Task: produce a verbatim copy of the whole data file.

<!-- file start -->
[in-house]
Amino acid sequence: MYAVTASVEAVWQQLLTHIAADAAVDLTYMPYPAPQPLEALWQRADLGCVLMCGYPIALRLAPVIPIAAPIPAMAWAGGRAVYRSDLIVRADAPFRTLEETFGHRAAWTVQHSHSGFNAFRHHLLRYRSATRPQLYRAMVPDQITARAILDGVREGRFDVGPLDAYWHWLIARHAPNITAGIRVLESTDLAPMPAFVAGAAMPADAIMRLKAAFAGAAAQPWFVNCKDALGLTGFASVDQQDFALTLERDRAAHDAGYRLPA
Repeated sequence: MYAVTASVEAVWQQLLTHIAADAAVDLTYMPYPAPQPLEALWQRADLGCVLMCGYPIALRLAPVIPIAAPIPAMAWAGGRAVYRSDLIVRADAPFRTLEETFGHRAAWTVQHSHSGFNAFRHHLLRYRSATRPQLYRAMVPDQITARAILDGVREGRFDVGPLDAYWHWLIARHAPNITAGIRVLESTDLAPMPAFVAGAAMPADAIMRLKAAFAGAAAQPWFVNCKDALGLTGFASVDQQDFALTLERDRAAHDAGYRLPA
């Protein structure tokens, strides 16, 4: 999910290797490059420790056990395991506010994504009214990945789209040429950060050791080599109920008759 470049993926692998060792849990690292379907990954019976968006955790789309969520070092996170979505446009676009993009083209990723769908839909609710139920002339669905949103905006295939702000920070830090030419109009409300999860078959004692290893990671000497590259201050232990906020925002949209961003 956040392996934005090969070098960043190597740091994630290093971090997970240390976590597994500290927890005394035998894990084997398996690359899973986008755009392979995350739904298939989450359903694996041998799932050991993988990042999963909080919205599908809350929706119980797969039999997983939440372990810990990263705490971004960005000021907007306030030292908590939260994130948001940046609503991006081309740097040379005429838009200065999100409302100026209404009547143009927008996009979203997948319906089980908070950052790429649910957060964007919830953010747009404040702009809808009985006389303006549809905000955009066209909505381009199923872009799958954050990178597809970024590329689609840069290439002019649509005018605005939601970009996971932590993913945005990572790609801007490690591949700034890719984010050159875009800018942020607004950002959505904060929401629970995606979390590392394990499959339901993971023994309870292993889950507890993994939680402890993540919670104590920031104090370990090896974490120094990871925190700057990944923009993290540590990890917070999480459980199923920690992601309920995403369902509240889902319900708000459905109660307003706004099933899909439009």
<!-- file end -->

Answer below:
[in-house]
Amino acid sequence: MYAVTASVEAVWQQLLTHIAADAAVDLTYMPYPAPQPLEALWQRADLGCVLMCGYPIALRLAPVIPIAAPIPAMAWAGGRAVYRSDLIVRADAPFRTLEETFGHRAAWTVQHSHSGFNAFRHHLLRYRSATRPQLYRAMVPDQITARAILDGVREGRFDVGPLDAYWHWLIARHAPNITAGIRVLESTDLAPMPAFVAGAAMPADAIMRLKAAFAGAAAQPWFVNCKDALGLTGFASVDQQDFALTLERDRAAHDAGYRLPA
Repeated sequence: MYAVTASVEAVWQQLLTHIAADAAVDLTYMPYPAPQPLEALWQRADLGCVLMCGYPIALRLAPVIPIAAPIPAMAWAGGRAVYRSDLIVRADAPFRTLEETFGHRAAWTVQHSHSGFNAFRHHLLRYRSATRPQLYRAMVPDQITARAILDGVREGRFDVGPLDAYWHWLIARHAPNITAGIRVLESTDLAPMPAFVAGAAMPADAIMRLKAAFAGAAAQPWFVNCKDALGLTGFASVDQQDFALTLERDRAAHDAGYRLPA
């Protein structure tokens, strides 16, 4: 999910290797490059420790056990395991506010994504009214990945789209040429950060050791080599109920008759 470049993926692998060792849990690292379907990954019976968006955790789309969520070092996170979505446009676009993009083209990723769908839909609710139920002339669905949103905006295939702000920070830090030419109009409300999860078959004692290893990671000497590259201050232990906020925002949209961003 956040392996934005090969070098960043190597740091994630290093971090997970240390976590597994500290927890005394035998894990084997398996690359899973986008755009392979995350739904298939989450359903694996041998799932050991993988990042999963909080919205599908809350929706119980797969039999997983939440372990810990990263705490971004960005000021907007306030030292908590939260994130948001940046609503991006081309740097040379005429838009200065999100409302100026209404009547143009927008996009979203997948319906089980908070950052790429649910957060964007919830953010747009404040702009809808009985006389303006549809905000955009066209909505381009199923872009799958954050990178597809970024590329689609840069290439002019649509005018605005939601970009996971932590993913945005990572790609801007490690591949700034890719984010050159875009800018942020607004950002959505904060929401629970995606979390590392394990499959339901993971023994309870292993889950507890993994939680402890993540919670104590920031104090370990090896974490120094990871925190700057990944923009993290540590990890917070999480459980199923920690992601309920995403369902509240889902319900708000459905109660307003706004099933899909439009």